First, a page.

The group is notoriously secretive, but the BBC has managed to gain rare access to two former fighters. They revealed what type of person was joining Wagner – and its lack of any code of conduct.
“There is little doubt that they kill prisoners – something one ex-fighter freely admits.”
“No-one wants an extra mouth to feed.”
Still, how members were discovered:
On one of the maps, there was a dot with the title “Metla” (Метла, in Russian).
“We believe one of the fighters – labelled ‘Metla’ on the tablet – is a 36-year-old Russian called Fedor Metelkin from the North Caucasus.
His personal Wagner number, published on the Ukrainian database, is below 3,000. This suggests he joined Wagner fairly early in its operations – five or six years ago – when it was fighting in eastern Ukraine in support of Russia-backed separatists. From what we understand, it’s usual for the same fighters to move from one foreign conflict zone to another.”
No identities of other members are present, but the BBC somehow gained access to two anonymous former Wagner members, who provided details.
“The former fighters explained that men are not recruited to an organisation called Wagner, but instead apply for short-term contracts – for example as oil rig workers or security personnel – with numerous shell companies.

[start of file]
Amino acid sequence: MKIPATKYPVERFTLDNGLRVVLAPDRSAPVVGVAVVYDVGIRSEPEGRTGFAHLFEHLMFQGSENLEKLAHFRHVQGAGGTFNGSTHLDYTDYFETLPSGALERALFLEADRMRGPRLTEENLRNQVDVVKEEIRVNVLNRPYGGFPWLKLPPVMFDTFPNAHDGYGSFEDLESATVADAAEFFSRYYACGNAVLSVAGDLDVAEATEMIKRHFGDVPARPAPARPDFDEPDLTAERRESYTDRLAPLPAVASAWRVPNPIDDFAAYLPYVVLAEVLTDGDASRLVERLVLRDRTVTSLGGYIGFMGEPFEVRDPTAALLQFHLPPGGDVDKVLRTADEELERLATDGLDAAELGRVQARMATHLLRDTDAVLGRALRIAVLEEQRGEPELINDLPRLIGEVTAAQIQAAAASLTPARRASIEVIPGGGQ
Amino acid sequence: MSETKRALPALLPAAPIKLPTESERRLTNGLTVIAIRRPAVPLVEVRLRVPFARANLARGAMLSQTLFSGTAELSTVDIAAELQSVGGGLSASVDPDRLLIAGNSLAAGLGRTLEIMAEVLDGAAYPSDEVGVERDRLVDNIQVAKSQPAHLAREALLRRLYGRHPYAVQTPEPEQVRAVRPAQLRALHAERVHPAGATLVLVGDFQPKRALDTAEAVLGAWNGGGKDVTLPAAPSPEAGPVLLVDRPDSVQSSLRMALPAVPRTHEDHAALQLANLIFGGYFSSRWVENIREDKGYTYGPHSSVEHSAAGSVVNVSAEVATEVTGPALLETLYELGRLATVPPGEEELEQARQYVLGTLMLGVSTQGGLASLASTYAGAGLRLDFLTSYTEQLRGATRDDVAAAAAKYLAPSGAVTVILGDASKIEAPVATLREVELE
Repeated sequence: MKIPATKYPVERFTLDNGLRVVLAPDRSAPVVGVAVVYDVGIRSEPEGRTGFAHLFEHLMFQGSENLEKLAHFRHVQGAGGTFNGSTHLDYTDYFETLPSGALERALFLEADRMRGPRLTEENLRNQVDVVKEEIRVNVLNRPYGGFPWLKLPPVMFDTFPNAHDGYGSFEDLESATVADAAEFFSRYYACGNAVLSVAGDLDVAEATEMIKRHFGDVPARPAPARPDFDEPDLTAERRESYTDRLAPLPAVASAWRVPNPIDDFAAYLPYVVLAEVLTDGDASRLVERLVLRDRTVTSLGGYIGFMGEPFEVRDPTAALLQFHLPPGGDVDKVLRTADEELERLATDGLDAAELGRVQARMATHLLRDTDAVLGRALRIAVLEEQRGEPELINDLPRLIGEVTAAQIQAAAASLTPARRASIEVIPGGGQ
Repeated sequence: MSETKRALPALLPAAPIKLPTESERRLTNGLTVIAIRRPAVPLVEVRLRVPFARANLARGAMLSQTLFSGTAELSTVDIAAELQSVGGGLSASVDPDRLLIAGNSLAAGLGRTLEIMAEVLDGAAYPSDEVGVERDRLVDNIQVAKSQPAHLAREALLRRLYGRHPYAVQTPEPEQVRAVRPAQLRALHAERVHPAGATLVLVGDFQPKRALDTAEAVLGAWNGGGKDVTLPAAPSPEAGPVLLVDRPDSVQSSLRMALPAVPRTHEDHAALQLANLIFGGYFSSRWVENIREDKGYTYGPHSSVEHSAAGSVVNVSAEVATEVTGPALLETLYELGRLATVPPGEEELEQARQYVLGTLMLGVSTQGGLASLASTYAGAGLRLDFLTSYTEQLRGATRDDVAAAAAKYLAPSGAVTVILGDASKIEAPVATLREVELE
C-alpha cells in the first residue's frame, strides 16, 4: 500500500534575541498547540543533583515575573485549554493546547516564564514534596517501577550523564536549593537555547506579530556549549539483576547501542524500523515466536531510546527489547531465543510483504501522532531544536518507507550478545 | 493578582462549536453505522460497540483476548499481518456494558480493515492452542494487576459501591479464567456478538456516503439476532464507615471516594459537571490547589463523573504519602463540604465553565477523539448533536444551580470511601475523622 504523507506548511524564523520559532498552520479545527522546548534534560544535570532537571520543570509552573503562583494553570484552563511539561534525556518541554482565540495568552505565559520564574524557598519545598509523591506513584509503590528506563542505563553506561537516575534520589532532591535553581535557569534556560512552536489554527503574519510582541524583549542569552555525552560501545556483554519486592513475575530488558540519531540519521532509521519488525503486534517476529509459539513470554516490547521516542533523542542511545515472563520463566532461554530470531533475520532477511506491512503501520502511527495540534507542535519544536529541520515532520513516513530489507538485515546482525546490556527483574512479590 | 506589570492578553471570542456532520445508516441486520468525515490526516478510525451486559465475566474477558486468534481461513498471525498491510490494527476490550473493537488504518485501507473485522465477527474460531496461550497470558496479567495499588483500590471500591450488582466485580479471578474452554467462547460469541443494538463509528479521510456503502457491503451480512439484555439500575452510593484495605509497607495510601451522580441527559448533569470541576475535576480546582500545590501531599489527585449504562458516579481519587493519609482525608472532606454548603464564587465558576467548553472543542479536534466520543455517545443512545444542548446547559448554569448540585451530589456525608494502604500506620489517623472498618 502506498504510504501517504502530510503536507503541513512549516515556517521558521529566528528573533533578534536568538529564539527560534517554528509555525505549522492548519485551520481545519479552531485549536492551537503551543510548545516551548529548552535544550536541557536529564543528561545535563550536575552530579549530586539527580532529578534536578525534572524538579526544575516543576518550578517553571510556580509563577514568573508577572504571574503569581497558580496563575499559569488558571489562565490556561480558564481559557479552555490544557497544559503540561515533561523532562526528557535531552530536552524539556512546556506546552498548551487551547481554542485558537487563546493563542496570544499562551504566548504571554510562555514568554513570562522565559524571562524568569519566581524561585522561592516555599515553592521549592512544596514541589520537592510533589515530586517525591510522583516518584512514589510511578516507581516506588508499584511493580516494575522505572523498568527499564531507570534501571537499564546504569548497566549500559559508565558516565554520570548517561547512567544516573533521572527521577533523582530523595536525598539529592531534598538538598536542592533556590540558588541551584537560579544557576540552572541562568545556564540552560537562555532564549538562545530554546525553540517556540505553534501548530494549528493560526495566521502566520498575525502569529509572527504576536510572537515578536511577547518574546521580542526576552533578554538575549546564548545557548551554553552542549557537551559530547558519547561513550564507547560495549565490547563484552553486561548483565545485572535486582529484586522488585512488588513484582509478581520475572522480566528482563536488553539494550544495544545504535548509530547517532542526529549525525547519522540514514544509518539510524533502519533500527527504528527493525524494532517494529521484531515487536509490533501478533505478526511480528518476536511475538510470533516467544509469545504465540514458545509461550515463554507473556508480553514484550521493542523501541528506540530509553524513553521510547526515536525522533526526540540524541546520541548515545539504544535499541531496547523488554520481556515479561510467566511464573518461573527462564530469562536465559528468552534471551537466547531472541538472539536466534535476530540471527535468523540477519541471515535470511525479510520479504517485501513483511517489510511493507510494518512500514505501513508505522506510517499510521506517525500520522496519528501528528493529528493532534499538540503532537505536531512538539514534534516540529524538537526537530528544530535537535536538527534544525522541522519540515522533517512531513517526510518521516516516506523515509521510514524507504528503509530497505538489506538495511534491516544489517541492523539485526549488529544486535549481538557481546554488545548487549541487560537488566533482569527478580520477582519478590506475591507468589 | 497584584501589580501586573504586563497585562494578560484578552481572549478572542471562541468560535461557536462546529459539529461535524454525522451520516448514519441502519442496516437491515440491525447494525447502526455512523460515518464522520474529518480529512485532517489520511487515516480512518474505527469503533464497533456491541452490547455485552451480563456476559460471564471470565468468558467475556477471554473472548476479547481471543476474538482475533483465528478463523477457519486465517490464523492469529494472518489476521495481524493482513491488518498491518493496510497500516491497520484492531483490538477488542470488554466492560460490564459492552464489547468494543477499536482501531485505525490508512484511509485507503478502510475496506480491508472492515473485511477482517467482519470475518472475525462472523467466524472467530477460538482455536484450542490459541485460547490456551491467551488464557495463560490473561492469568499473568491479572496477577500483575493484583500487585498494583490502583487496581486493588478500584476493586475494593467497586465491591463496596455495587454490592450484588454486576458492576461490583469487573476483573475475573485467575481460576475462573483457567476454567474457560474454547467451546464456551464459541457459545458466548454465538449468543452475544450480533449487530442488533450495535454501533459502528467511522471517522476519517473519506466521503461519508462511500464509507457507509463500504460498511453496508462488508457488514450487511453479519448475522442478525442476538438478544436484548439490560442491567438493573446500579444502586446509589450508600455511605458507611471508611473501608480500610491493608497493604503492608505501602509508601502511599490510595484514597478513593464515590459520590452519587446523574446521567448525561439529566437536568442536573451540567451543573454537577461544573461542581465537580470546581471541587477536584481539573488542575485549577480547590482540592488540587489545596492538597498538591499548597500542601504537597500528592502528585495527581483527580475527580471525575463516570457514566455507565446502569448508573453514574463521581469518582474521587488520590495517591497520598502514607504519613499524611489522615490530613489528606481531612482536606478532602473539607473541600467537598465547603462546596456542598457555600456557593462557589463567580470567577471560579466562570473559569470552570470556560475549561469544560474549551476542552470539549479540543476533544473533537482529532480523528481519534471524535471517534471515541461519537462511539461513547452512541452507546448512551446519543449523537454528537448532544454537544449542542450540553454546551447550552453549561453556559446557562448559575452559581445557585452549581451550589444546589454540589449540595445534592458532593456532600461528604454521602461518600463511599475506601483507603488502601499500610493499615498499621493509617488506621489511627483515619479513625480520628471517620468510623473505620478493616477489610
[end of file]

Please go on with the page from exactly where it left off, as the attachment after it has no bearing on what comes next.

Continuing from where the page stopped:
They undergo physical tests and background security checks before moving to Wagner’s unofficial training ground near Krasnodar in southern Russia, which is next to a Russian army base.
They are then sent abroad, on the understanding that if they are killed, Wagner may not be able to repatriate their bodies,” the BBC writes.
It is straight of a clandestine spy movie; it would be no surprise if Tom Cruise’s character from Mission Impossible also ends up being a member.
In addition to the red dots which are allegedly important locations, as well as “Metla” there are black dots. They refer to mines.
“Many of the labels refer to specific types of mine – such as MON-50 or OZM. There are also positions marked as “mined district”, “remote controlled mine” or “stretched out” – which we understand to be slang for booby trap.”